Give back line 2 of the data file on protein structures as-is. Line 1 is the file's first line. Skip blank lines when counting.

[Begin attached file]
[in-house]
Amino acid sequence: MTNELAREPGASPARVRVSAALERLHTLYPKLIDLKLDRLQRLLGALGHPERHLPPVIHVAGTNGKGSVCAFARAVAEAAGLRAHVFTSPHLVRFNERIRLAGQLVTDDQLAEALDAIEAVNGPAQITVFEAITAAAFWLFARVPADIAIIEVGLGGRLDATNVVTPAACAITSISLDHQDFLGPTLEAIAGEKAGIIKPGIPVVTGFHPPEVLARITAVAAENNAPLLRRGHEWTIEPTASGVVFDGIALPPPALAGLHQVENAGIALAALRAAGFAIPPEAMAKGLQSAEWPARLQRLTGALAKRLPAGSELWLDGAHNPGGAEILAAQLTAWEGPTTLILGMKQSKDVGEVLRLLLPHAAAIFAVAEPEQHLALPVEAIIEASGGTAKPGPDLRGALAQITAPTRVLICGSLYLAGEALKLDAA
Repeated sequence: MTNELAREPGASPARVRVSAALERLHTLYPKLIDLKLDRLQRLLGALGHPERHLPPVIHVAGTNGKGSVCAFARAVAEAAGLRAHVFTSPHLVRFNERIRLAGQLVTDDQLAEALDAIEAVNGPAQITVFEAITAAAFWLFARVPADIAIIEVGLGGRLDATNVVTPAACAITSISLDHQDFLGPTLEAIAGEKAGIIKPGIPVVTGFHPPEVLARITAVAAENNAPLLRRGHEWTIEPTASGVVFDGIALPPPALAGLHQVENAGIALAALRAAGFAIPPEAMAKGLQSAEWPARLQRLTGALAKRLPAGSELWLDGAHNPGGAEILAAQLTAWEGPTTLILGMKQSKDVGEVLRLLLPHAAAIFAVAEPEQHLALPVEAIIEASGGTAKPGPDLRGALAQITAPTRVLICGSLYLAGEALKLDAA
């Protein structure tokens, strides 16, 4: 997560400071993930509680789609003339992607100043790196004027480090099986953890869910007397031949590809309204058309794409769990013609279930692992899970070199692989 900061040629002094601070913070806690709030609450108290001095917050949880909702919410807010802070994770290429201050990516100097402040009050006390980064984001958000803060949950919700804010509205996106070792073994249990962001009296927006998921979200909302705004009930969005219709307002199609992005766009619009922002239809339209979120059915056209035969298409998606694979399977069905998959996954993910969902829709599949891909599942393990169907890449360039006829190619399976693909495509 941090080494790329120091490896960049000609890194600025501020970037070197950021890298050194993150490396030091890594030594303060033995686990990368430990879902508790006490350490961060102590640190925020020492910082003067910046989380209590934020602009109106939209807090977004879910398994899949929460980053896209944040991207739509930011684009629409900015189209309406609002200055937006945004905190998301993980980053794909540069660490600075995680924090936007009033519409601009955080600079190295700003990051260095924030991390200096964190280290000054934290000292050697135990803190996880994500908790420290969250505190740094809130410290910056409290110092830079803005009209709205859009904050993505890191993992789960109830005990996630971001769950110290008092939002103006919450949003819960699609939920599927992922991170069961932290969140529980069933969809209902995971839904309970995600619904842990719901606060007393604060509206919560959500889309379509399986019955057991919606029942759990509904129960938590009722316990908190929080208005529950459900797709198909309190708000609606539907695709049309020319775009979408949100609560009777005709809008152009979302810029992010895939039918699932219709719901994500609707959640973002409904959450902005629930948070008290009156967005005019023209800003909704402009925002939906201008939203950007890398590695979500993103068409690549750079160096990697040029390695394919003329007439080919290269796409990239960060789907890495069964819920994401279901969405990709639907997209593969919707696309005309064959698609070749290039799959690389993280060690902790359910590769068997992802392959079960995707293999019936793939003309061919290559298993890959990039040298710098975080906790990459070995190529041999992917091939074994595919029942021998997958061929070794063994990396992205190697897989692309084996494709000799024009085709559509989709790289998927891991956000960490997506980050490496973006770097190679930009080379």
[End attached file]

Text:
Amino acid sequence: MTNELAREPGASPARVRVSAALERLHTLYPKLIDLKLDRLQRLLGALGHPERHLPPVIHVAGTNGKGSVCAFARAVAEAAGLRAHVFTSPHLVRFNERIRLAGQLVTDDQLAEALDAIEAVNGPAQITVFEAITAAAFWLFARVPADIAIIEVGLGGRLDATNVVTPAACAITSISLDHQDFLGPTLEAIAGEKAGIIKPGIPVVTGFHPPEVLARITAVAAENNAPLLRRGHEWTIEPTASGVVFDGIALPPPALAGLHQVENAGIALAALRAAGFAIPPEAMAKGLQSAEWPARLQRLTGALAKRLPAGSELWLDGAHNPGGAEILAAQLTAWEGPTTLILGMKQSKDVGEVLRLLLPHAAAIFAVAEPEQHLALPVEAIIEASGGTAKPGPDLRGALAQITAPTRVLICGSLYLAGEALKLDAA